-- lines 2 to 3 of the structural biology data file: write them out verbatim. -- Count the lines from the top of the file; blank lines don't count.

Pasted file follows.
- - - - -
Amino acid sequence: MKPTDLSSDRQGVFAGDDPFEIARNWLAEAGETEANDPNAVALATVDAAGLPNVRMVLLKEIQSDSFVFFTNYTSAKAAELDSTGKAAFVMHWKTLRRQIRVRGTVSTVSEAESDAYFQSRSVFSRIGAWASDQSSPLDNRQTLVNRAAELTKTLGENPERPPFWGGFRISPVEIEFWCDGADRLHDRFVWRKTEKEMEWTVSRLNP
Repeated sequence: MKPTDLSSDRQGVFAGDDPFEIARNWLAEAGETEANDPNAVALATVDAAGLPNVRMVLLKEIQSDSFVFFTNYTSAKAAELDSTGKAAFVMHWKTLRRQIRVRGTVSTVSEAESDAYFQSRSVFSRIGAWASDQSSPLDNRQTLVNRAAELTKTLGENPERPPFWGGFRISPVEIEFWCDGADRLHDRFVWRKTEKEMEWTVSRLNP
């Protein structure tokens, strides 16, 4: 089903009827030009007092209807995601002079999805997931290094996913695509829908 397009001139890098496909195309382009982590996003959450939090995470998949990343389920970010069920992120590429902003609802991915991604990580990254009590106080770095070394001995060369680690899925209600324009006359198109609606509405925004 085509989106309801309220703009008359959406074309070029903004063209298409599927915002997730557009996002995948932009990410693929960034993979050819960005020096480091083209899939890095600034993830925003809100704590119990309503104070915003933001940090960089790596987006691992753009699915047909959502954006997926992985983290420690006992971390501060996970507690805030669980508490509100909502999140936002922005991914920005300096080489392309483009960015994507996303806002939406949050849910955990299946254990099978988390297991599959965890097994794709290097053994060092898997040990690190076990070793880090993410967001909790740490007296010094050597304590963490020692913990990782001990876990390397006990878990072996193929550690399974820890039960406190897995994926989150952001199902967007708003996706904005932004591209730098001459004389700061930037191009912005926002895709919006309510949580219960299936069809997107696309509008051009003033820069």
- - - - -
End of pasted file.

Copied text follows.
Repeated sequence: MKPTDLSSDRQGVFAGDDPFEIARNWLAEAGETEANDPNAVALATVDAAGLPNVRMVLLKEIQSDSFVFFTNYTSAKAAELDSTGKAAFVMHWKTLRRQIRVRGTVSTVSEAESDAYFQSRSVFSRIGAWASDQSSPLDNRQTLVNRAAELTKTLGENPERPPFWGGFRISPVEIEFWCDGADRLHDRFVWRKTEKEMEWTVSRLNP
């Protein structure tokens, strides 16, 4: 089903009827030009007092209807995601002079999805997931290094996913695509829908 397009001139890098496909195309382009982590996003959450939090995470998949990343389920970010069920992120590429902003609802991915991604990580990254009590106080770095070394001995060369680690899925209600324009006359198109609606509405925004 085509989106309801309220703009008359959406074309070029903004063209298409599927915002997730557009996002995948932009990410693929960034993979050819960005020096480091083209899939890095600034993830925003809100704590119990309503104070915003933001940090960089790596987006691992753009699915047909959502954006997926992985983290420690006992971390501060996970507690805030669980508490509100909502999140936002922005991914920005300096080489392309483009960015994507996303806002939406949050849910955990299946254990099978988390297991599959965890097994794709290097053994060092898997040990690190076990070793880090993410967001909790740490007296010094050597304590963490020692913990990782001990876990390397006990878990072996193929550690399974820890039960406190897995994926989150952001199902967007708003996706904005932004591209730098001459004389700061930037191009912005926002895709919006309510949580219960299936069809997107696309509008051009003033820069």